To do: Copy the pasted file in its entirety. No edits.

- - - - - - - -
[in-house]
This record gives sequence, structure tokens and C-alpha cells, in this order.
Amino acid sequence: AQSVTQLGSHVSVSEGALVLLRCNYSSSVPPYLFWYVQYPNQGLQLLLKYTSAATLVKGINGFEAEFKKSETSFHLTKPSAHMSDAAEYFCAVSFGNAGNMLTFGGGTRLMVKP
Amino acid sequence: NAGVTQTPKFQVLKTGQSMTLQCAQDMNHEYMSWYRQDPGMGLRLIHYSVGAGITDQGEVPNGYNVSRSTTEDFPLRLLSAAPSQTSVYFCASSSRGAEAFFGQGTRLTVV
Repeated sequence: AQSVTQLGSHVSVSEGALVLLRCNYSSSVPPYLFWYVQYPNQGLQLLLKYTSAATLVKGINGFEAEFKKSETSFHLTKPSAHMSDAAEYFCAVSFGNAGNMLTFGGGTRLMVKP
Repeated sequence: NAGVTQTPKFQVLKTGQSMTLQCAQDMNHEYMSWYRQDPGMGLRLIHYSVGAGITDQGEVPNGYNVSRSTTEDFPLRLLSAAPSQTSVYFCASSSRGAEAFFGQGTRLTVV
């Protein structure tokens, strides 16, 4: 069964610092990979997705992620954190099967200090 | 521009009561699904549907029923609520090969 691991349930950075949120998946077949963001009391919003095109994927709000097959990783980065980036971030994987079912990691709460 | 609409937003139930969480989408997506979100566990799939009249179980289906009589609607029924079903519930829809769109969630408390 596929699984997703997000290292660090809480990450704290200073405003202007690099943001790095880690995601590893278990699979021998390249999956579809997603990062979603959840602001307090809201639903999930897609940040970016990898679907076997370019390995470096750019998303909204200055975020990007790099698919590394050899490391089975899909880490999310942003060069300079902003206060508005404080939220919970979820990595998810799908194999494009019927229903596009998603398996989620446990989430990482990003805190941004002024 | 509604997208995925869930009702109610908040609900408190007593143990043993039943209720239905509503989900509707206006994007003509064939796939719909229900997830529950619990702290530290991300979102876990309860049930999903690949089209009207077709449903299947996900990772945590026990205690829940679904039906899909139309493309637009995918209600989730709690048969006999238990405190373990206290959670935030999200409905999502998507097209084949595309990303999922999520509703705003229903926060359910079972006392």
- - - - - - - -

[in-house]
This record gives sequence, structure tokens and C-alpha cells, in this order.
Amino acid sequence: AQSVTQLGSHVSVSEGALVLLRCNYSSSVPPYLFWYVQYPNQGLQLLLKYTSAATLVKGINGFEAEFKKSETSFHLTKPSAHMSDAAEYFCAVSFGNAGNMLTFGGGTRLMVKP
Amino acid sequence: NAGVTQTPKFQVLKTGQSMTLQCAQDMNHEYMSWYRQDPGMGLRLIHYSVGAGITDQGEVPNGYNVSRSTTEDFPLRLLSAAPSQTSVYFCASSSRGAEAFFGQGTRLTVV
Repeated sequence: AQSVTQLGSHVSVSEGALVLLRCNYSSSVPPYLFWYVQYPNQGLQLLLKYTSAATLVKGINGFEAEFKKSETSFHLTKPSAHMSDAAEYFCAVSFGNAGNMLTFGGGTRLMVKP
Repeated sequence: NAGVTQTPKFQVLKTGQSMTLQCAQDMNHEYMSWYRQDPGMGLRLIHYSVGAGITDQGEVPNGYNVSRSTTEDFPLRLLSAAPSQTSVYFCASSSRGAEAFFGQGTRLTVV
């Protein structure tokens, strides 16, 4: 069964610092990979997705992620954190099967200090 | 521009009561699904549907029923609520090969 691991349930950075949120998946077949963001009391919003095109994927709000097959990783980065980036971030994987079912990691709460 | 609409937003139930969480989408997506979100566990799939009249179980289906009589609607029924079903519930829809769109969630408390 596929699984997703997000290292660090809480990450704290200073405003202007690099943001790095880690995601590893278990699979021998390249999956579809997603990062979603959840602001307090809201639903999930897609940040970016990898679907076997370019390995470096750019998303909204200055975020990007790099698919590394050899490391089975899909880490999310942003060069300079902003206060508005404080939220919970979820990595998810799908194999494009019927229903596009998603398996989620446990989430990482990003805190941004002024 | 509604997208995925869930009702109610908040609900408190007593143990043993039943209720239905509503989900509707206006994007003509064939796939719909229900997830529950619990702290530290991300979102876990309860049930999903690949089209009207077709449903299947996900990772945590026990205690829940679904039906899909139309493309637009995918209600989730709690048969006999238990405190373990206290959670935030999200409905999502998507097209084949595309990303999922999520509703705003229903926060359910079972006392």